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Media Arts Thesis: And We're Back!

I know this is a day late, which is not the best way to start the new semester, but bear with me.

So, when I last blogged, I thought at this point I would just be focusing on putting my project together, having done all of my research and knowing my structure exactly. I thought this semester would just be crafting my project to be what it was at the midyear show, but more.

Oh what a fool I was.

First of all, in doing research over the winter break, I found that, while the structure and narrative that I had for the midyear show game worked perfectly within the timeframe of 1981-1988, it began to falter when bringing in the context of AIDS activism beyond that point. I knew immediately that I'd have to at least change the timeframe if I were to continue structuring the narrative chronologically.

Secondly, I had always kind of worried about the fact that this game, at the midyear point, could only be played once. This fear was not helped by the fact that some of the critiques I got from faculty had to do with the distance from the subject matter, which, again, plays into structure.

Having my meeting with faculty member Evan Hughes basically confirmed to me that my structure had to be re-organized pretty seriously in order for the game to elicit any sort of care or interest, and that my actual-factual chronological timeline presentation was not the only route I could take.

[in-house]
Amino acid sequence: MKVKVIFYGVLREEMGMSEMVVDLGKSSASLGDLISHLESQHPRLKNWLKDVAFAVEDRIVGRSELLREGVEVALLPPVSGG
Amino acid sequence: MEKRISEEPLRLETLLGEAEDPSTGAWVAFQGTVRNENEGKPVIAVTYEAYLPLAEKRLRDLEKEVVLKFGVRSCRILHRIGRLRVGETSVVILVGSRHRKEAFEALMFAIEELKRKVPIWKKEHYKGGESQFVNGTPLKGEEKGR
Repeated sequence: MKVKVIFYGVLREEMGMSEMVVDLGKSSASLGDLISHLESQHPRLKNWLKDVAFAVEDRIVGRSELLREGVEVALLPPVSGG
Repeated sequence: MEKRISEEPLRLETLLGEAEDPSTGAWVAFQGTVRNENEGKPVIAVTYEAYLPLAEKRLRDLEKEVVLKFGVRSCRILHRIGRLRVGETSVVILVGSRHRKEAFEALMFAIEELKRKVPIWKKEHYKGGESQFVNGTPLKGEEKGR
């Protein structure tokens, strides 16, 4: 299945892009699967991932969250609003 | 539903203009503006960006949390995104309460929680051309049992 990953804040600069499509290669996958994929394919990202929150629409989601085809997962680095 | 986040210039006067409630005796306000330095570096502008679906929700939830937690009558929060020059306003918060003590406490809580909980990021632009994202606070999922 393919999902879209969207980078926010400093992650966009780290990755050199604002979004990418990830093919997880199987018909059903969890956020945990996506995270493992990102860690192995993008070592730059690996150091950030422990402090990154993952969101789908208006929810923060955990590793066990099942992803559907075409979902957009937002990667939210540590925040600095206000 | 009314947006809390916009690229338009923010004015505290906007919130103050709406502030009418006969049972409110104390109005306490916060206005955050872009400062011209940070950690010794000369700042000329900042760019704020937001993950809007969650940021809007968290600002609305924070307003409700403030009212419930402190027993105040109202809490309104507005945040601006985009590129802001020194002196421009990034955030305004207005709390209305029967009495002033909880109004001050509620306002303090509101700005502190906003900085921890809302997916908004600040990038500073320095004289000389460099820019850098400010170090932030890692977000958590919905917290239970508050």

Since I already tried and failed to go with a character-driven narrative with the initial Eko idea, I knew that approach would not suit me. Still, I'm becoming more and more enticed with the idea of a simulation in the vein of Brenda Romero's "Train", in which I would place my players in a situation and force them to make decisions like one would during the AIDS crisis. I'd need help to think of how to structure this simulation, and I'd probably have to change my digital component, but this still is alluring.

If I stay with a more factual presentation, meanwhile, I might not stick to a chronological structure, instead going for something more puzzle-like and intricate. Again, I might ditch Eko and use some of the minimal game coding I know (with maybe some help) to create a more traditional digital game component, but I think this could work as well.

Either way, I have some major re-thinking to do, but I think this will make my project better.

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